September Birthstones | How to buy Sapphire Gemstones & Jewelry

AUGUST BIRTHSTONES

Sapphire

How to Buy Sapphire



Sapphires make stunning jewelry gifts for anyone born in September or celebrating a 5th or 45th wedding anniversary. Whatever your reason for buying sapphire, you can’t go wrong with this brilliant gemstone, whether you’re seeking classical blue or another shade of the sapphire rainbow.

The qualify factors of sapphires are not as clearly defined as other gemstones like diamonds, but generally the 4Cs still apply. 

Like diamonds, sapphires are assessed by the 4Cs; color, clarity, cut, and carat size, in addition to country of origin.

Color is the key indicator of a sapphire’s price. The highest valued sapphires are vivid blue, sometimes with a violet hue. Secondary hues of green or gray detract from sapphire’s value.

Sapphire gemstones come in almost any color except red, which is classified as ruby. Pinkish orange varieties are known as padparadscha, and these typically have higher per-carat values than other colors of fancy sapphire.

Some sapphire stones even exhibit color change, shifting from blue in daylight or fluorescent light to reddish purple under incandescent light, much like the color-changing alexandrite gemstone.

Blue sapphires typically have better clarity than rubies, though they often have long, thin rutile inclusions called “silk.” Inclusions generally make gemstones less valuable, but they can increase the value of sapphires that exhibit asterism, or stars; the four or six rayed star pattern of light produced by the fibrous inclusions, elongated needles, or growth tubes in a gemstone. This singular, celestial-like phenomenon is best seen in a gemstone cut en cabochon.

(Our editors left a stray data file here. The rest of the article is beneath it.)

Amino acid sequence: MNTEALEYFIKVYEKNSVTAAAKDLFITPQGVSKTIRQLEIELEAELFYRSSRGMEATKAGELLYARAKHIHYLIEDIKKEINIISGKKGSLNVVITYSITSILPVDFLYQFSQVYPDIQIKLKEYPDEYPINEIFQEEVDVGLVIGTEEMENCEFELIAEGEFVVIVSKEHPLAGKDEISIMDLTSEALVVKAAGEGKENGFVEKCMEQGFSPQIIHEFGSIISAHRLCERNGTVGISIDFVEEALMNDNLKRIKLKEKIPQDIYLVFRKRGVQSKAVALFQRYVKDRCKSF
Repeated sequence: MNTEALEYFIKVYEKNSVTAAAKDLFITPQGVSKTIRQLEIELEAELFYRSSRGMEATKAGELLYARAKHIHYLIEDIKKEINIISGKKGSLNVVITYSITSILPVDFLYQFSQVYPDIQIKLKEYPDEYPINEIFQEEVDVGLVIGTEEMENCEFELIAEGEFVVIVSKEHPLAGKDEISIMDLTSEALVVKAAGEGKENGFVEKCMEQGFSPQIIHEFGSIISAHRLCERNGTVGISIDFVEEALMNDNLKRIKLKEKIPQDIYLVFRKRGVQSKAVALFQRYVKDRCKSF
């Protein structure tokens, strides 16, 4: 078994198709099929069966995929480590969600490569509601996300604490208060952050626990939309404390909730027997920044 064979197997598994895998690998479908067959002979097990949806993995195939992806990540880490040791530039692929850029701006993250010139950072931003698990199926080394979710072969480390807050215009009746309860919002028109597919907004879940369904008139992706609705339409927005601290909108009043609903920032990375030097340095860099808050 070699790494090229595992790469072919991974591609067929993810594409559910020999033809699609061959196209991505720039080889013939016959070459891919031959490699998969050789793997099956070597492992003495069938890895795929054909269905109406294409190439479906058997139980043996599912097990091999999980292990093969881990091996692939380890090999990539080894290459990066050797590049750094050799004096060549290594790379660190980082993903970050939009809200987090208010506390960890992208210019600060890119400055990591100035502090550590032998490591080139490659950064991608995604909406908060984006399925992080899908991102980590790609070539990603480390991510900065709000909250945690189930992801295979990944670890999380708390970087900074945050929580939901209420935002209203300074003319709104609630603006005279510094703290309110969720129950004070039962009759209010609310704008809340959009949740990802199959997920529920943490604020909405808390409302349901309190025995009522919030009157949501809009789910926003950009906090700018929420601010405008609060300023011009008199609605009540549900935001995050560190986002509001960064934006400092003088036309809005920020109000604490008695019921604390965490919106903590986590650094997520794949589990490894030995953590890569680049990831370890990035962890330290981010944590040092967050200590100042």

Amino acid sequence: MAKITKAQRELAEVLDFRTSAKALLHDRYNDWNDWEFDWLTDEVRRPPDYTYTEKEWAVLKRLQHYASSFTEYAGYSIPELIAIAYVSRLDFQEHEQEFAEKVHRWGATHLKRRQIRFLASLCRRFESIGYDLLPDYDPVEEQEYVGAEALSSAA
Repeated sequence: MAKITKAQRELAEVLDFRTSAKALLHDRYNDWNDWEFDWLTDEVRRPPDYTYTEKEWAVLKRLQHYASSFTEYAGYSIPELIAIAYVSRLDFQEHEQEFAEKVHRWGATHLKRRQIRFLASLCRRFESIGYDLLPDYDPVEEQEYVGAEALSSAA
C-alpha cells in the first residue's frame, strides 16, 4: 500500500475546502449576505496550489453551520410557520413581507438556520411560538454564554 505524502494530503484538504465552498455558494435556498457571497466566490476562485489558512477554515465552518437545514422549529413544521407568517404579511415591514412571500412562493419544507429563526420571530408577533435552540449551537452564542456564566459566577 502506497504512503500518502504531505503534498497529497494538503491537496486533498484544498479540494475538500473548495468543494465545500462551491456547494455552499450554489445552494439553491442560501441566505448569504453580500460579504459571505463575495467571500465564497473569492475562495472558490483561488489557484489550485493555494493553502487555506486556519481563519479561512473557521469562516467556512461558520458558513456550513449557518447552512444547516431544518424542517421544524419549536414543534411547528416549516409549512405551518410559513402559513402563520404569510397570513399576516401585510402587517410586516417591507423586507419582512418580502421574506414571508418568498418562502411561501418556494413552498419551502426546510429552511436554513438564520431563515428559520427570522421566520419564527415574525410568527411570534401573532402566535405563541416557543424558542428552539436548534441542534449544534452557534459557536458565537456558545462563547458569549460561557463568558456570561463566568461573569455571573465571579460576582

Blue sapphire gems can range in size from a few points to hundreds of carats. Most commercial-quality blue sapphires weigh less than five carats. Large blue sapphires, while rare, are more readily available than large rubies.

The 423-carat Logan Sapphire in the National Museum of Natural History is one of the largest faceted gem-quality blue sapphires ever found. The Star of Adam is the largest blue star sapphire, weighing 1404.49 carats.

Sapphires are often treated with heat to improve color and clarity. Untreated natural gemstones are somewhat rare and incredibly valuable.

Find an American Gem Society jeweler that can help you select the right sapphire birthstone jewelry for you.


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Mission Statement

The American Gem Society (AGS) is a nonprofit trade association of fine jewelry professionals dedicated to setting, maintaining and promoting the highest standards of ethical conduct and professional behavior through education, accreditation, recertification of its membership, gemological standards, and gemological research.

The Society is committed to providing educational products to inform and protect the consumer and to contributing to the betterment of the trade by creating industry standards to protect the jewelry-buying public and the fine jewelry industry as a whole.

AGS Laboratories, founded to support the AGS mission, is a nonprofit diamond grading laboratory with a mission of consumer protection. Adhering to the AGS Diamond Grading Standards, AGS Laboratories is dedicated to offering diamond grading reports that provide consistency and accuracy based on science.

American Gem Society

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info@ags.org (866) 805-6500